Posts Tagged ‘admissions’
So, most of you have heard back from all of your colleges by now.
You guys have been accepted into many great schools (including Columbia) and now comes the hard part (except for you EDers): choosing where you want to spend the next four years of your life.
For some of you this decision was a no-brainer—you got into your dream school and the deposit’s in the mail.
Others of you are meticulously weighing the pros and cons of each college, and I’m sure that Columbia’s reputation as one of the most stressful colleges is weighing heavily on the con scale. So, in response to that, here are some reasons why you should come to Columbia:
- Yeah, the academics might be a bit tough, but you will learn so much and start thinking about and learning about things that you never even considered thinking about.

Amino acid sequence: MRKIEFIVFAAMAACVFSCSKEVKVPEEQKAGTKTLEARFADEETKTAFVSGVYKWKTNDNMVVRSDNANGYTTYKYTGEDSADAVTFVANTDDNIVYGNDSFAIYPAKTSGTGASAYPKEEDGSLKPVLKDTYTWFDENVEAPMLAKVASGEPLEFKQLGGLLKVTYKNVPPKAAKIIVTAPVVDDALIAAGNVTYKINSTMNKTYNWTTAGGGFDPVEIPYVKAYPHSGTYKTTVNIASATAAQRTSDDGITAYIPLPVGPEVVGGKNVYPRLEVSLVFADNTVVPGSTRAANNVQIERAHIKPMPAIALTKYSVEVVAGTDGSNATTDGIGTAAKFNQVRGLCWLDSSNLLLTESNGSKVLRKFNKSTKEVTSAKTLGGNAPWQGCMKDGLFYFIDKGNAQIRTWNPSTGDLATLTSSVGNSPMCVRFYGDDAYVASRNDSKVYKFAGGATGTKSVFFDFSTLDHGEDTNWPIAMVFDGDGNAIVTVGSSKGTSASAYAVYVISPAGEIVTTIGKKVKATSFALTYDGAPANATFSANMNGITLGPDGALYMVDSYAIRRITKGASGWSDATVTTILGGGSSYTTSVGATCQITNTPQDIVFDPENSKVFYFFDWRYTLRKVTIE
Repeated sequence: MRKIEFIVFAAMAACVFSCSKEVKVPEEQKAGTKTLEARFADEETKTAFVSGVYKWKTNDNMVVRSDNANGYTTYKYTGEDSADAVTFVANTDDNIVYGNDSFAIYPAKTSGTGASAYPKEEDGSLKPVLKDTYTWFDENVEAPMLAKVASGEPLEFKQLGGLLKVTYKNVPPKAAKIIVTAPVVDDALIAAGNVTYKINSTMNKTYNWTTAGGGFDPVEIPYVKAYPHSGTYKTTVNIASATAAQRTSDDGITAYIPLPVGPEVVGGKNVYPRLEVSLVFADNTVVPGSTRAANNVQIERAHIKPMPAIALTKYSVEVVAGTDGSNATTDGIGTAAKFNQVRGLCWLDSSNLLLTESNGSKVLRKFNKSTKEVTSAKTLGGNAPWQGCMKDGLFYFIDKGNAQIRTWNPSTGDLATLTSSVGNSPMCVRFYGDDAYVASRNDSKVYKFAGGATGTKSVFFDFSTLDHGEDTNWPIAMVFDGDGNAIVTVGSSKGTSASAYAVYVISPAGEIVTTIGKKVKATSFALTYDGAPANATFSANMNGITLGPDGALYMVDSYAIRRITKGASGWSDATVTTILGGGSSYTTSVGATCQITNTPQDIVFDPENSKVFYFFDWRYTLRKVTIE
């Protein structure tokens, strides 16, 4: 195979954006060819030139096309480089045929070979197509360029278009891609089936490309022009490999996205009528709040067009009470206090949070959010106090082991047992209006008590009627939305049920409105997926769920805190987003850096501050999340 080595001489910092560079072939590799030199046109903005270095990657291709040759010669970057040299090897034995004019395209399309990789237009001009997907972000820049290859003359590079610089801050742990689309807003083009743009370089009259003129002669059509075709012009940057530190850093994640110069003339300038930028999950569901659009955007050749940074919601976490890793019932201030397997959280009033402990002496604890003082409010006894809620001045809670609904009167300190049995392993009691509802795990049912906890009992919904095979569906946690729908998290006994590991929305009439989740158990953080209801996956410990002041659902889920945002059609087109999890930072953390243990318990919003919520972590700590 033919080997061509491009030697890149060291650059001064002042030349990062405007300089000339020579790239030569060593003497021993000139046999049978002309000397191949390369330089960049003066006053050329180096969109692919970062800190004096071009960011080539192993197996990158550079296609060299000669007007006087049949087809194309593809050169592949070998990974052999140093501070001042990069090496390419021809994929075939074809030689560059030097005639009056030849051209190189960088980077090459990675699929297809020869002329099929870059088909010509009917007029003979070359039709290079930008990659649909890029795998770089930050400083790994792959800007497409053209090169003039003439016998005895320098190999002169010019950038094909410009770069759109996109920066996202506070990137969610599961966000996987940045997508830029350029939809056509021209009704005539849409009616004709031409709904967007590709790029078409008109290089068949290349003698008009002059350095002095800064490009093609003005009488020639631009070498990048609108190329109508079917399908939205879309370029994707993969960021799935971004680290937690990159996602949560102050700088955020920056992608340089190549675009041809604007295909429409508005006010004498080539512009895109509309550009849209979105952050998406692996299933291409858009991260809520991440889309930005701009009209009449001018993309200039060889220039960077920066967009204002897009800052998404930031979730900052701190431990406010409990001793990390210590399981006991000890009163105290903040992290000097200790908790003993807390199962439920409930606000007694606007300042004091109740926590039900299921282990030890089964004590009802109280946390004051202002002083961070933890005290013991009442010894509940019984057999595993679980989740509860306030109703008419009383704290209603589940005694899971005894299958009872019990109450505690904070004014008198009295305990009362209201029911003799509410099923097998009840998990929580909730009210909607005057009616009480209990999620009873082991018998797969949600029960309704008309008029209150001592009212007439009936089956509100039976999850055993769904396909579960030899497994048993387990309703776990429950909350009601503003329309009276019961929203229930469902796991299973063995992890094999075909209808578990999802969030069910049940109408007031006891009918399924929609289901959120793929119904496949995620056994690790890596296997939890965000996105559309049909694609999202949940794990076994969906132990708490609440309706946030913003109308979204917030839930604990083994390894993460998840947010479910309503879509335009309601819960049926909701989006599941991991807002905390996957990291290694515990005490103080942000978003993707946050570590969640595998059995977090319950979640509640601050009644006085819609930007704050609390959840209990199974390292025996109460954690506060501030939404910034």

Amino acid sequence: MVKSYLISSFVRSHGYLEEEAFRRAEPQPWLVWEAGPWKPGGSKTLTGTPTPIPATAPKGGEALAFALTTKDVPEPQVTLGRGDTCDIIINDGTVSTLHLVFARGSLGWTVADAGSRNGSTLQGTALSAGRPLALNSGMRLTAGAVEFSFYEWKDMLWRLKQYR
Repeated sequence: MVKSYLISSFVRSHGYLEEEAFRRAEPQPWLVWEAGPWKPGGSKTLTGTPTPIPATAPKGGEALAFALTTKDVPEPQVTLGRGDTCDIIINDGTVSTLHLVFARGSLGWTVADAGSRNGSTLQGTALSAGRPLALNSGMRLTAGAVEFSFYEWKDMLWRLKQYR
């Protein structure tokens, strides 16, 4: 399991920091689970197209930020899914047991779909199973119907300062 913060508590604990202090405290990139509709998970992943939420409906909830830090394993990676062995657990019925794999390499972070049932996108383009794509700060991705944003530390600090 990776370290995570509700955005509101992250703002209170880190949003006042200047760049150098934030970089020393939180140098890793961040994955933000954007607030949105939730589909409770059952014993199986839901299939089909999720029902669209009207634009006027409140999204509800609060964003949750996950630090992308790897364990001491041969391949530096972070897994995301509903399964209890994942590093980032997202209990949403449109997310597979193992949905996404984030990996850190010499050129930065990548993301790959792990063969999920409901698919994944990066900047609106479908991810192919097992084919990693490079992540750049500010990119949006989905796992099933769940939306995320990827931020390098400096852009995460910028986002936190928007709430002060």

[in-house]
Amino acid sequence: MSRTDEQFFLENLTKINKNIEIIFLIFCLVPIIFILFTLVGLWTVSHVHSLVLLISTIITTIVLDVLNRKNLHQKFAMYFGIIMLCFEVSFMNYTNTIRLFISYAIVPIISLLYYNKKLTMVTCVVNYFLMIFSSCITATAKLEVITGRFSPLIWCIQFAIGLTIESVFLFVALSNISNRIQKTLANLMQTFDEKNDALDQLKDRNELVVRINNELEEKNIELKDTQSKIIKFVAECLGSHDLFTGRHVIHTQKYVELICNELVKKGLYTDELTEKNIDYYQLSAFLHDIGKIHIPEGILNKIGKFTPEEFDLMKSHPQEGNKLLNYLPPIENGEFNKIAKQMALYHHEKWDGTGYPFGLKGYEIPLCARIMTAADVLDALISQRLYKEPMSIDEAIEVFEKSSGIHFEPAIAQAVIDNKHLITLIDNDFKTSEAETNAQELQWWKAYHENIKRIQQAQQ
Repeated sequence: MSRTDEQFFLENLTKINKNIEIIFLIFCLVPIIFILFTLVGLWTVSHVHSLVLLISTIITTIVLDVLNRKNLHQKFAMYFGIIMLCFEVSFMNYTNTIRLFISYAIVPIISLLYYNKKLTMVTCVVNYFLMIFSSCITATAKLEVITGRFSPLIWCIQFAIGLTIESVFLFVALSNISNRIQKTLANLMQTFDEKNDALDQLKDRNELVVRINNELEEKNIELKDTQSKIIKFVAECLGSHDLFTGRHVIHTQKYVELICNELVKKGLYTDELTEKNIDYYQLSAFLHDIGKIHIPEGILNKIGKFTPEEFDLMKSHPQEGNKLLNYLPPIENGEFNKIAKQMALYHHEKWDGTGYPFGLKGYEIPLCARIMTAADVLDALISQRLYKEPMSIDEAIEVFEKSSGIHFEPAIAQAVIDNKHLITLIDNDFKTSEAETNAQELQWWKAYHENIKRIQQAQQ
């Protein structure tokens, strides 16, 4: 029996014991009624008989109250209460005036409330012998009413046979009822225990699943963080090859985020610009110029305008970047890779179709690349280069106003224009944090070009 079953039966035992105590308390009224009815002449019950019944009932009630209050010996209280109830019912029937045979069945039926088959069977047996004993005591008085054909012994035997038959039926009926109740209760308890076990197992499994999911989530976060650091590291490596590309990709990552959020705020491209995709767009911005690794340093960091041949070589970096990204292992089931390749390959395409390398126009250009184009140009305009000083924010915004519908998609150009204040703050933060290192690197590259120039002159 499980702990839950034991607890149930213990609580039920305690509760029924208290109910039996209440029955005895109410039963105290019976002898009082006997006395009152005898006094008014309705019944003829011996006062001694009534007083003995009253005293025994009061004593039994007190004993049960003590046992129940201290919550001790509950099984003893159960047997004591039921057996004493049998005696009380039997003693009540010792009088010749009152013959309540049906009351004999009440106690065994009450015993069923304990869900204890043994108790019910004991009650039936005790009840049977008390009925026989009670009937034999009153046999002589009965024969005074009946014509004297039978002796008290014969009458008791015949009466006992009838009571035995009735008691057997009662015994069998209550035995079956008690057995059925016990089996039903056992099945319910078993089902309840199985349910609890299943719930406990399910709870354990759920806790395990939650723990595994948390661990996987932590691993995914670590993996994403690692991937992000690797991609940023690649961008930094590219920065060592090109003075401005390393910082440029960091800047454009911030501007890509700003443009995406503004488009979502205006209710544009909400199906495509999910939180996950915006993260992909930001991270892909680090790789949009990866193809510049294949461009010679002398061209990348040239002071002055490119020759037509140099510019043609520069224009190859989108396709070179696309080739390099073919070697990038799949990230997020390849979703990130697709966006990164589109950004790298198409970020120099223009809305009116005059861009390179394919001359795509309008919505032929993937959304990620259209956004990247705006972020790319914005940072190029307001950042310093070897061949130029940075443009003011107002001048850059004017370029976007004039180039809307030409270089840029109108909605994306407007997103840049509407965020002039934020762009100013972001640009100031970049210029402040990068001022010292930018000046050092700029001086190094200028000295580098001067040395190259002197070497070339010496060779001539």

- New York City, one of the best cities in the world, will be your new playground.
- Plus, our little Morningside Heights neighborhood isn’t the busy, hectic place you imagine when your picture New York. You can head downtown and experience everything the city has to offer, then head back uptown to your (relatively) quiet home.
- The people here are awesome. I have never seen such driven, hard-working, inspirational people that can still manage to be laid back and a bit goofy. Conversations can easily switch from discussing huge philosophical/moral ideas to arguing which is the best Pokémon, without a hitch.
- Overall, we’re an attractive bunch. More »
You honest-to-God did it. You’ve slaved over essays, spent hours studying for tests, and probably skipped out on a few social events, but it’s paid off: you’ve been accepted to Columbia.